B.C. mining company allowed to write own environmental report in U.S.
Published Saturday, December 14, 2019 1:14PM PST
This Sept. 19, 2018 photo shows the Yellow Pine Pit open-pit gold mine in the Stibnite Mining District in central Idaho, where a company hopes to start mining again. Documents show the Trump administration intervening in a U.S. Forest Service decision so that a Canadian company could write a key environmental report on its proposed open-pit gold mines in central Idaho. (Riley Bunch/Idaho Press-Tribune via AP)
BOISE, IDAHO -- Documents show the U.S. Forest Service allowing a Canadian company to write a key environmental report on its proposed open-pit gold mines in central Idaho after the Trump administration became involved.
The documents obtained by conservation group Earthworks show British Columbia-based Midas Gold's lobbying efforts after initial rebuffs from the Forest Service.
The report, called a biological assessment, would typically be written by the Forest Service or an independent contractor. Its purpose is to examine the potential effect the open-pit mines would have on salmon, steelhead and bull trout protected under the Endangered Species Act.
The assessment could sink Midas Gold's Stibnite Gold Project if it results in habitat restoration work that makes the mines economically unfeasible.
An internal Forest Service document in February 2018 shows the agency deciding to deny Midas Gold's request to participate as a non-federal representative in writing the assessment because the massive project would likely harm protected fish. But by October 2018, Midas Gold was not only a participant, it had taken over leading the process and writing the document.
“I think it's particularly inappropriate for a mining company to be analyzing their own project,” Bonnie Gestring of Earthworks said this week. She obtained the documents as part of a public records request.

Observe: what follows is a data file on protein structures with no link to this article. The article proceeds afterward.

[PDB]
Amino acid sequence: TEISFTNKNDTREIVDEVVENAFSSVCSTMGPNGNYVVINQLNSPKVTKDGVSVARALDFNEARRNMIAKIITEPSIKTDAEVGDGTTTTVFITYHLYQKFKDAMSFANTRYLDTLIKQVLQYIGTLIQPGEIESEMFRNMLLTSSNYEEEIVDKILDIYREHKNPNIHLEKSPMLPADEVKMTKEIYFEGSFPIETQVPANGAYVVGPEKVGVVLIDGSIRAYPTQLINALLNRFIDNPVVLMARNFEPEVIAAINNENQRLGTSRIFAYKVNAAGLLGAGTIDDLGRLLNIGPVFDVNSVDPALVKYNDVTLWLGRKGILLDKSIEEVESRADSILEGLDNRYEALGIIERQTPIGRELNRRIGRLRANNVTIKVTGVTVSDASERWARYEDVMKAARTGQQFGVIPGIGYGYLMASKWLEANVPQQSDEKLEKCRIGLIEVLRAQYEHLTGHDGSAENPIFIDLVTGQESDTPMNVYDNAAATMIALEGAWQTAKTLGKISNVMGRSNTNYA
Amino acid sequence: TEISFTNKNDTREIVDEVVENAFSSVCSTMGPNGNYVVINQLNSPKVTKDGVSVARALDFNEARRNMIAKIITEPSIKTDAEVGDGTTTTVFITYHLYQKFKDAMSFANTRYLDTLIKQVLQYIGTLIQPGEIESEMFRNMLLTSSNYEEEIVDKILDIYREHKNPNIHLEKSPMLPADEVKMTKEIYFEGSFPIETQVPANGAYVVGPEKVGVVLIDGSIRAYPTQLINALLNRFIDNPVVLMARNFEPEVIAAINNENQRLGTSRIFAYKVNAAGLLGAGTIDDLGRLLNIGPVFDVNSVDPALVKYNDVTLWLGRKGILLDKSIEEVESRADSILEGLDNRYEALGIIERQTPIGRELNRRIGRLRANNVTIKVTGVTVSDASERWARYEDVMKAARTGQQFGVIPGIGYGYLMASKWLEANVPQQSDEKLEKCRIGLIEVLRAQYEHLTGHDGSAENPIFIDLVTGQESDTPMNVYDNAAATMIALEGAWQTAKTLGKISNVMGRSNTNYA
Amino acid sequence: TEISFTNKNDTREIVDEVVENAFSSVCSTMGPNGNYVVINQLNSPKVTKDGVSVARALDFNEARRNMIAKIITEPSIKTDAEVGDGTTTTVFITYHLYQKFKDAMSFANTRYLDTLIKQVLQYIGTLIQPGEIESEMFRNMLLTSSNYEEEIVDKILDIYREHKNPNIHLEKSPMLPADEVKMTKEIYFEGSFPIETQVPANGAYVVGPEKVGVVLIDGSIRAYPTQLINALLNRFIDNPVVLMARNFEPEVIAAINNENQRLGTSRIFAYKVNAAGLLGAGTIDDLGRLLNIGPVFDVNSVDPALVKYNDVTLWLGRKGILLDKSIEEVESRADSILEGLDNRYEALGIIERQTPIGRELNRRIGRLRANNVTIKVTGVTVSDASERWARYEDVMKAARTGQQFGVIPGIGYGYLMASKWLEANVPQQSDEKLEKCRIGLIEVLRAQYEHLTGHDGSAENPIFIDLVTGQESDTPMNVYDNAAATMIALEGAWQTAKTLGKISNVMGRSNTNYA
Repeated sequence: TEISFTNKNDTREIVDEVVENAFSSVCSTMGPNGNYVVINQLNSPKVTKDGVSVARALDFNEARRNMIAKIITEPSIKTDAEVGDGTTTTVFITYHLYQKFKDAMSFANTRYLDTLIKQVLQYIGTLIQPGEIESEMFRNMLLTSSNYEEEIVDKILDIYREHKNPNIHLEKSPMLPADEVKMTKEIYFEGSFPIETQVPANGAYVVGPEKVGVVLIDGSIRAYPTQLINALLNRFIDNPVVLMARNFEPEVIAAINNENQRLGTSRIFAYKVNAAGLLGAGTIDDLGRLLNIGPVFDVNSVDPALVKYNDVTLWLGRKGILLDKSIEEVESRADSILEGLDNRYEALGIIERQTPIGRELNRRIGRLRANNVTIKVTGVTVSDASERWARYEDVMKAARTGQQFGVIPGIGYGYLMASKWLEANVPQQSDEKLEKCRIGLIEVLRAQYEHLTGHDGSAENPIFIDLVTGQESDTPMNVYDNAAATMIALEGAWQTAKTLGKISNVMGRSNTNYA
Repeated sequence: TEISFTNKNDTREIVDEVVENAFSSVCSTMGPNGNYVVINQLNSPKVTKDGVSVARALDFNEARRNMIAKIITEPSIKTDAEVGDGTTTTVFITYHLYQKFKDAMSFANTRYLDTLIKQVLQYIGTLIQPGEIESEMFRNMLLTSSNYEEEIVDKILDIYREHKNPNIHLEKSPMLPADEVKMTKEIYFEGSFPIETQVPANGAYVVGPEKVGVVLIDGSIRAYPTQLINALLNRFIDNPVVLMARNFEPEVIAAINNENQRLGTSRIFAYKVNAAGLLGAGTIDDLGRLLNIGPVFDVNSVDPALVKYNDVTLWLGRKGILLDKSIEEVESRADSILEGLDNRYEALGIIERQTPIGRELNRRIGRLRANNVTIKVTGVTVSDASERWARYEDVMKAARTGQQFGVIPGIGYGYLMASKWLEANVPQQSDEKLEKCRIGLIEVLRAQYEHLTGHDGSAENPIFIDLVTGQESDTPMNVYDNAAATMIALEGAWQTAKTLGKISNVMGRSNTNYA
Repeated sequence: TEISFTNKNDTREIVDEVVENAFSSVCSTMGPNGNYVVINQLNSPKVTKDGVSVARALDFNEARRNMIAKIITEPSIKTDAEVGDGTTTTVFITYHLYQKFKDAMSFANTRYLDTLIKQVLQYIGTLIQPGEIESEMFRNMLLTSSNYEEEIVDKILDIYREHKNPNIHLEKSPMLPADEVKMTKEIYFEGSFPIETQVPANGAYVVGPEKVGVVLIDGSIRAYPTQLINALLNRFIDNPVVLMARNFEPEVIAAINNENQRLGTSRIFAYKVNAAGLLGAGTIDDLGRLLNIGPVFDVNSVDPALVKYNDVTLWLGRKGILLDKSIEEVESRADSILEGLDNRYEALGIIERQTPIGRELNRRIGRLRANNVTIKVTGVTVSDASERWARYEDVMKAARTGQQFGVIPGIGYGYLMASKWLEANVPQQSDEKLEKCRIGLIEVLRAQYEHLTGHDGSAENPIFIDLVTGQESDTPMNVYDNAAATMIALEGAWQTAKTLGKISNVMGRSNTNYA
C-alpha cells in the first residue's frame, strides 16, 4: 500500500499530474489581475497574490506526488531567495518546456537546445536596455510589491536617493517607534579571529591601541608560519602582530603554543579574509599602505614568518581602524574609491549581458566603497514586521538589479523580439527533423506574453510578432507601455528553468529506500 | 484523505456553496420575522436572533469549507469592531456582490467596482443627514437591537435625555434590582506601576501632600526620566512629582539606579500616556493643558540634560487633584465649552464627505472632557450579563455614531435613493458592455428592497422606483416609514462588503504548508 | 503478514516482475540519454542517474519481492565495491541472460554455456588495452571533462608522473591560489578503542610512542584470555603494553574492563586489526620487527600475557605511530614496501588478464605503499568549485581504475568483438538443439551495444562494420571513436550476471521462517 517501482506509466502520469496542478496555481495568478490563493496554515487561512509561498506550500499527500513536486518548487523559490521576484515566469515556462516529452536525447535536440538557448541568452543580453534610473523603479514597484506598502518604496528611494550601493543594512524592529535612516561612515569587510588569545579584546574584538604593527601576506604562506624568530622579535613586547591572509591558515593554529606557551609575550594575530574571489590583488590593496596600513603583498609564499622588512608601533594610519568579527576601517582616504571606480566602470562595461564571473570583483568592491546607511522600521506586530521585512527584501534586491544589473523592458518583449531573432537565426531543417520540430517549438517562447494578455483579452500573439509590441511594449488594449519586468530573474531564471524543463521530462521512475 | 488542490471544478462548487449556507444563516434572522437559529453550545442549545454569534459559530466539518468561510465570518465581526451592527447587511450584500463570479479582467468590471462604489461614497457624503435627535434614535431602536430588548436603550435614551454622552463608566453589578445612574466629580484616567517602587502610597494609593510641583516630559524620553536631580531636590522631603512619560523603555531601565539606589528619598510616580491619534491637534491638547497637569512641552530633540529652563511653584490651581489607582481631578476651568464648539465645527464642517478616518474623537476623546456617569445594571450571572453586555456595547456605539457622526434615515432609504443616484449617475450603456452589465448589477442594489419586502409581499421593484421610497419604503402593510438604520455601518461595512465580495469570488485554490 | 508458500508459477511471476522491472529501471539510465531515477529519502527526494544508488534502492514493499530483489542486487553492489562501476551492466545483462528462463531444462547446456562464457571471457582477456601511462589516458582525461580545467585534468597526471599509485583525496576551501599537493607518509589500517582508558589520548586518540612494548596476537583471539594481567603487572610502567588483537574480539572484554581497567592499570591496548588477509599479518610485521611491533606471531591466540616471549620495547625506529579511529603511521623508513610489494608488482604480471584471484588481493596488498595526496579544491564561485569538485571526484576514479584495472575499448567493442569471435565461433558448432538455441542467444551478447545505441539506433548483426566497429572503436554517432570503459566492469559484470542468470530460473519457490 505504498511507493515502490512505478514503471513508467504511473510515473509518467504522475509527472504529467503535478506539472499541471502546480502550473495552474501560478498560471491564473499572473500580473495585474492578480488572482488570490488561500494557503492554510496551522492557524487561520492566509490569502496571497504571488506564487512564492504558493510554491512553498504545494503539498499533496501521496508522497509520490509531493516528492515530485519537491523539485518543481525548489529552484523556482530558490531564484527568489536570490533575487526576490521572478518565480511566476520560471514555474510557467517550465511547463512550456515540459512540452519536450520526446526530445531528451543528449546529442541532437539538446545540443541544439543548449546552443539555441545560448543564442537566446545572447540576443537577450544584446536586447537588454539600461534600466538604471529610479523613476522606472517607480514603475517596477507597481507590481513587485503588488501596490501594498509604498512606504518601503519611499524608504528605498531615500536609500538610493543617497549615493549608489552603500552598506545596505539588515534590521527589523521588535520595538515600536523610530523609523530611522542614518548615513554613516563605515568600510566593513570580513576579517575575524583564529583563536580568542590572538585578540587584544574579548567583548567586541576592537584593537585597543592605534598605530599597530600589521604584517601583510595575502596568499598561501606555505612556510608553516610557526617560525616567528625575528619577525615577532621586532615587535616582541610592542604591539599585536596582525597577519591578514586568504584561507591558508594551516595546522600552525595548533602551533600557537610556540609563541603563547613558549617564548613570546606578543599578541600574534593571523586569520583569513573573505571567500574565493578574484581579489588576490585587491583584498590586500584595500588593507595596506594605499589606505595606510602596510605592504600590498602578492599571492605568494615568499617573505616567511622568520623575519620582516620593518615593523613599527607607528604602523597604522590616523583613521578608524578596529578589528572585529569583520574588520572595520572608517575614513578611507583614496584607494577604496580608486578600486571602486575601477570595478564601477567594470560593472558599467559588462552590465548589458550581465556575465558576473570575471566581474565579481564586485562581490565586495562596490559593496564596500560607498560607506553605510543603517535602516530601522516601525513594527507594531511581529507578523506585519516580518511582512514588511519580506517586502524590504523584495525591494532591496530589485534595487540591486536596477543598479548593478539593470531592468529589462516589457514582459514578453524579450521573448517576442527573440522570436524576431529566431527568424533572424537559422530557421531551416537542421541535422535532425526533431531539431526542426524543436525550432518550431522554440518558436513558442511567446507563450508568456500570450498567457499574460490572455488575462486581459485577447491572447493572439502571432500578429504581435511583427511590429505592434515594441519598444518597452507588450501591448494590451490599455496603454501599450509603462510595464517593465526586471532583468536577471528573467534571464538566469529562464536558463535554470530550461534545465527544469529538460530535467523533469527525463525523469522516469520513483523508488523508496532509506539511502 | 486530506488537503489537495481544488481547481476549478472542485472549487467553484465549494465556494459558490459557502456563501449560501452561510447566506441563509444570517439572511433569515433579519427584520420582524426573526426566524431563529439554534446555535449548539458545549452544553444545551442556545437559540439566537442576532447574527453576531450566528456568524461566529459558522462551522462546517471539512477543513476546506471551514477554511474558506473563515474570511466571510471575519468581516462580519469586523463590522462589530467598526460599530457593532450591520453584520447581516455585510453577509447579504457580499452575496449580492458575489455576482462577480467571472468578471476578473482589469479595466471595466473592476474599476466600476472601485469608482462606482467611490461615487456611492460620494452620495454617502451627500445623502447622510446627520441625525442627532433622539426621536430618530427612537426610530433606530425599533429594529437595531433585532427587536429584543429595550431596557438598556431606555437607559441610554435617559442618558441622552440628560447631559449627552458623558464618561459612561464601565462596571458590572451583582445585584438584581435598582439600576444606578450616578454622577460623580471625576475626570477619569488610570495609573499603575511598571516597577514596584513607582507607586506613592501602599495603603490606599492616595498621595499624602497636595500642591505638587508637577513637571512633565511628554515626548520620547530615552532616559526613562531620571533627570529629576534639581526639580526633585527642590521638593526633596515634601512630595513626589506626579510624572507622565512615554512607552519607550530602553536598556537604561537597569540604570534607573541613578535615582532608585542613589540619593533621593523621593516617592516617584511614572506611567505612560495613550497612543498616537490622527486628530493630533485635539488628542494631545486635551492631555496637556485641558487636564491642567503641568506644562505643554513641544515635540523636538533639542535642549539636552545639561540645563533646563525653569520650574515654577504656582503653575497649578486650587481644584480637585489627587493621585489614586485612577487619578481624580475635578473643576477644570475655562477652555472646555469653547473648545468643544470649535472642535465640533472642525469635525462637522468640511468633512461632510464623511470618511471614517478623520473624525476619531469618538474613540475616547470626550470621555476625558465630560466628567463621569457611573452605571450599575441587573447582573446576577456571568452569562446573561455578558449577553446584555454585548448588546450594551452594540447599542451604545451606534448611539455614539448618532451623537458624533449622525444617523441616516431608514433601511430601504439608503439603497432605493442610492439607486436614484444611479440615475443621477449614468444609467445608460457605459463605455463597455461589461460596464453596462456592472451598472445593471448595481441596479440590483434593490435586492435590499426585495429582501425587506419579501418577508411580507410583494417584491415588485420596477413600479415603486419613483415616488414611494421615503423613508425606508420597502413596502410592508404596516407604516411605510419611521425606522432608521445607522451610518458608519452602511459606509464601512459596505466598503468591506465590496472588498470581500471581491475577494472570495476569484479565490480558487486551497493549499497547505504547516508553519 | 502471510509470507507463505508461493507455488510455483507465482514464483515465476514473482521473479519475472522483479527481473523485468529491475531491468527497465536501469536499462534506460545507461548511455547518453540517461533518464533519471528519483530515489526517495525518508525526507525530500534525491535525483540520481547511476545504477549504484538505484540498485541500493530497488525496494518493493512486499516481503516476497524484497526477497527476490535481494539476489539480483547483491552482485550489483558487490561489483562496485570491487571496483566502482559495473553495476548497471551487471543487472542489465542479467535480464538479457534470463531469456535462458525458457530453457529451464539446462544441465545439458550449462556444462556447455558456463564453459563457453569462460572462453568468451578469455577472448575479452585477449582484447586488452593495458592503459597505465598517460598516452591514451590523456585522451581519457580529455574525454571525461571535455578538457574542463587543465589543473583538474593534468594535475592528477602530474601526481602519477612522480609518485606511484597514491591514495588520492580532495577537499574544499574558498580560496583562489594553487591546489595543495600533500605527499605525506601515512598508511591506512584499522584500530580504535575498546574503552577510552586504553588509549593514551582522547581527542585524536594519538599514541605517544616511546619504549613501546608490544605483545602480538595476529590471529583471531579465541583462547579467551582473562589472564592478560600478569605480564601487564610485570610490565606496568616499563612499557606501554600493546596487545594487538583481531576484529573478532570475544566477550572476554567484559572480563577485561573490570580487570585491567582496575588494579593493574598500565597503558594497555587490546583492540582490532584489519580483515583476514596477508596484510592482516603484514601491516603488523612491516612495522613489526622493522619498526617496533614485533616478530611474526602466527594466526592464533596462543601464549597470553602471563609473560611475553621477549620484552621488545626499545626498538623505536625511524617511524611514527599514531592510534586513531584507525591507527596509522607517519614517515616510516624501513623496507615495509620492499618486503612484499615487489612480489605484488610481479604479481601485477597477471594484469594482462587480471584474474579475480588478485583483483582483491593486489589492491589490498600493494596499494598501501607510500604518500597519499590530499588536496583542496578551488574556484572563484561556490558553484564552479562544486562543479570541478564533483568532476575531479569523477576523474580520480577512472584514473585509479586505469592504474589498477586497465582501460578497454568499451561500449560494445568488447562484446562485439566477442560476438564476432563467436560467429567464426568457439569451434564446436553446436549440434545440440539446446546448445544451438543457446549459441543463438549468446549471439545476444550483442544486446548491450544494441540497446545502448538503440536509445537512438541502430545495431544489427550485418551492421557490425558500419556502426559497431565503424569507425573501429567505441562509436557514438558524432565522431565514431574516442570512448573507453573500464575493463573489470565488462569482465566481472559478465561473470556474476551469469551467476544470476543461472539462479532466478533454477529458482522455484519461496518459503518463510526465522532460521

Mckinsey Lyon, vice-president of external affairs for Midas Gold, said it's normal for a company to write the biological assessment for its project, and the company has been holding monthly meetings with federal agencies, state agencies and tribes.
“We will prepare the draft assessment from that collaborative process,” Lyon said. “We are really looking at this to make the process more inclusive and transparent in getting all the voices and input at the table.”
Documents show ongoing lobbying efforts with federal agencies and then a meeting in May 2018 between Midas Gold and Dan Jiron, the U.S. Department of Agriculture's acting deputy under secretary for natural resources and environment. In November, Midas Gold met with Jim Hubbard, the Agriculture Department's under secretary for natural resources and environment.
Meanwhile, Forest Service resistance to Midas Gold playing a significant role in writing the biological assessment crumbled, according to Forest Service internal emails, meeting notes and a memorandum.
“And to be clear,” then-Payette National Forest Supervisor Keith Lannom wrote in a short email to colleagues in October 2018, “Midas will have the lead on fish, wildlife and plants ESA (Endangered Species Act) consultation.”